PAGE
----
Sometimes you stumble upon a band that you can’t turn away from. You can’t pinpoint exactly why, or what it is they have so many others don’t, but something just grabs you, and forces you to listen with every ounce of your being. Dead Register are one of those bands.
Like I’ve said, I can’t pinpoint exactly what it is, Dead Register aren’t reinventing the wheel or anything, but what they are doing is attaching themselves to your very soul, with their downbeat, post-rock compositions. Nestled somewhere firmly between The Cure (yes, you read that right), and Neurosis, this outlandish trio are really taking on a dark persona, and making things far more somber indeed.
On first listen to the new EP, Don’t Fail Me, if you didn’t know any better, you would be forgiven for thinking that this is made up of five brand spanking new tunes, each one more and more captivating than the last. What this actually is, is one incredible new track, which is also the title, Don’t Fail Me, three live tracks, and a completely reimagined remix of Don’t Fail Me, by the incredible Lament Cityscape, who take the tune, and completely reinvent it, until it’s pretty much unrecognisable.
I guess, until a new LP comes to the table, this EP will have to fill the gap, and thankfullyit really is a nice little interlude for the time being indeed.
The middle three tracks were recorded at The Freetown BOOM BOOM ROOM, in Lafayette, Louisiana, during their tour in the Autumn of two thousand and nineteen, and if you play the EP through, it takes a moment to even notice the recordings are from a live performance at all.
As for the band themselves, the three piece from Georgia, US is made up of M. Chvasta and his wife Avril Che, and along with Randy Garcia on drums and percussion, what a perfect little storm they create musically. Dark and brooding, somber and unsettling, there’s a real air of nostalgia in their sound, but at the same time, something new and doom laden too.
On premiering this EP, I didn’t really know what to expect at all, I rarely read the blurbs that accompany the albums, I like to let the music speak for itself, and not be swayed into any sort of mindset before even giving a band the chance to let the music speak for itself.Well, this took me completely by surprise, I really wasn’t expecting what I would witness over the next half an hour of my life. As I made my notes, it was really niggling at me as to what I could draw comparison with, band wise, so as to give the best opinion.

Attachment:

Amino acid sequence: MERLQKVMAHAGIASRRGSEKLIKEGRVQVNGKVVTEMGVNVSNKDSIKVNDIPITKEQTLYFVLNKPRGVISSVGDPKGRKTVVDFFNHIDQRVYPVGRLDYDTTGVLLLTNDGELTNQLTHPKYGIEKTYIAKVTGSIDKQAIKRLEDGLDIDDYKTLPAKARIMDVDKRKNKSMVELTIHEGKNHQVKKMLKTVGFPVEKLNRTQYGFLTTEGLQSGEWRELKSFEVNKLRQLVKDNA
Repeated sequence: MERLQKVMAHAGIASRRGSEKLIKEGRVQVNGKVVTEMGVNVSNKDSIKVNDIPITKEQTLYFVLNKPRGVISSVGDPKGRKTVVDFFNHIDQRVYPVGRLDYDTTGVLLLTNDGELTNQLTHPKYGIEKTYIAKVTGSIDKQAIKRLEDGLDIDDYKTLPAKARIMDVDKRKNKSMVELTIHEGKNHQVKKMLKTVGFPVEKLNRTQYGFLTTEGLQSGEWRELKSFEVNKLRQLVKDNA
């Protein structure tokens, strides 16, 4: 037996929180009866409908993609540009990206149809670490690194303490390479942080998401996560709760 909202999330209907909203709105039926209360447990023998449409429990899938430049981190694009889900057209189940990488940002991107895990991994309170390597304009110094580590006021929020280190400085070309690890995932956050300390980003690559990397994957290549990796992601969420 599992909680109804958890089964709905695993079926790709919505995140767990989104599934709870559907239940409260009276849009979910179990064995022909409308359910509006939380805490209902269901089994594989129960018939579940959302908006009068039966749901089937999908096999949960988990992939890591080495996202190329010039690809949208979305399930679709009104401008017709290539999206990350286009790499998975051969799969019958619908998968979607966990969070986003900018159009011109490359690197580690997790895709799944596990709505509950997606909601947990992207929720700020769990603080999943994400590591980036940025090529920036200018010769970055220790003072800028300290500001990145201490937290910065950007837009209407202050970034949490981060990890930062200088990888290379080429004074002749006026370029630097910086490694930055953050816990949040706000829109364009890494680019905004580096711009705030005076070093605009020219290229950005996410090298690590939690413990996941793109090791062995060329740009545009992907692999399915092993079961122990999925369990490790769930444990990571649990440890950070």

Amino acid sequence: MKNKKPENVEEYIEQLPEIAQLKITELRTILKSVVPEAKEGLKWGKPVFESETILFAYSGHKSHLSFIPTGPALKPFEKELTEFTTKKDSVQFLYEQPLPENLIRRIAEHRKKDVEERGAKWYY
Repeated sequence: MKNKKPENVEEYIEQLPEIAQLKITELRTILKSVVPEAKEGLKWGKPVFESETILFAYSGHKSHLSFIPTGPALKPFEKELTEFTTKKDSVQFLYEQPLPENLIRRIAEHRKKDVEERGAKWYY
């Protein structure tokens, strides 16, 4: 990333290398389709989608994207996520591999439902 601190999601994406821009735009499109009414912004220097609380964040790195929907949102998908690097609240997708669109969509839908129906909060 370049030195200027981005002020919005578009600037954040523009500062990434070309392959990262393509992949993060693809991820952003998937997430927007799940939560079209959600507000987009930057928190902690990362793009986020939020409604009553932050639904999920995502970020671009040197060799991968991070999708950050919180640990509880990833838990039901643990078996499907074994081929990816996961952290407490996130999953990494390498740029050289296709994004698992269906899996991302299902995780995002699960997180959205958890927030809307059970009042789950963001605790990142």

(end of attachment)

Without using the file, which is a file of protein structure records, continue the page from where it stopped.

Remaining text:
Dark and brooding, somber and unsettling, there’s a real air of nostalgia in their sound…
I initially opted for Khoma, as it does have a real dark, European feel to it, and it’s a little Katatonia too, in its darkness, but also heavier. In a moment of clarity, I spotted a similarity to The Cure, which shocked me, as I never would have really put them into a comparison of doom bands, especially not alongside Neurosis!! But that was exactly the feeling I get when I listened, so was actually surprised going through the blurb afterwards, that I am not alone in that comparison. Its dark and mysterious, in a way that The Cure always captured on record. And it works so well. It really adds another level, and drives home that foreboding feeling, that’s for sure.
The title track, Don’t Fail Me, even from the start, gives off a dark and sinister feel, a presence looming in the shadows. As the chorus drops in, it’s like a sledgehammer, and it really elevates the somber mood. It’s crushingly heavy during the chorus passages, and the vocal is absolutely perfect alongside the dark soundtrack. This is where I feel those dark Scandinavian soundscapes the most, cold, morose, and dark as night.
The three live tracks, Ender, Circle Of Lies, and Fiber, really solidify just how great Dead Register are, both in the studio, and in a live setting. With pounding drums, chunky basslines, and all manner of ambient sounds going on around those incredible vocals, it really makes catching the band live, a must. If we do ever get back to having live shows that is. The pulsating, throbbing, bass led tracks, really bring home the feel of live performances, but its track four, Fiber, that does it for me. This beast chugs like a mother, its thunderous and enthralling. By the time the breakdown solo is upon us, each part is entirely immersed, and even as a listener, to imagine the flow being generated on the stage is otherworldly.
As Laments Cityscape’s reworked version of Don’t Fail Me, simply entitled Failed rolls in to finish proceedings, it again, reveals just how versatile Dead Register really are. After four tracks of avant doom, this is far more industrial, and everything you think you know about the band, can be discarded for a moment. It strips down the track to the bare bones, and rebuilds it into something completely new, a real revelation for all parties involved.
As I look back over the EP, it surprises me that it works, a studio track, some live work, and an industrial remix. On paper it shouldn’t work, but it does. The whole thing has been a revelation, I promptly visit the back catalogue to make some purchases, just to fully embrace Dead Register, in what I think is going to be an ongoing love for many years to come.In absence of a new album, the EP will do… for now…
Scribed by: Lee Beamish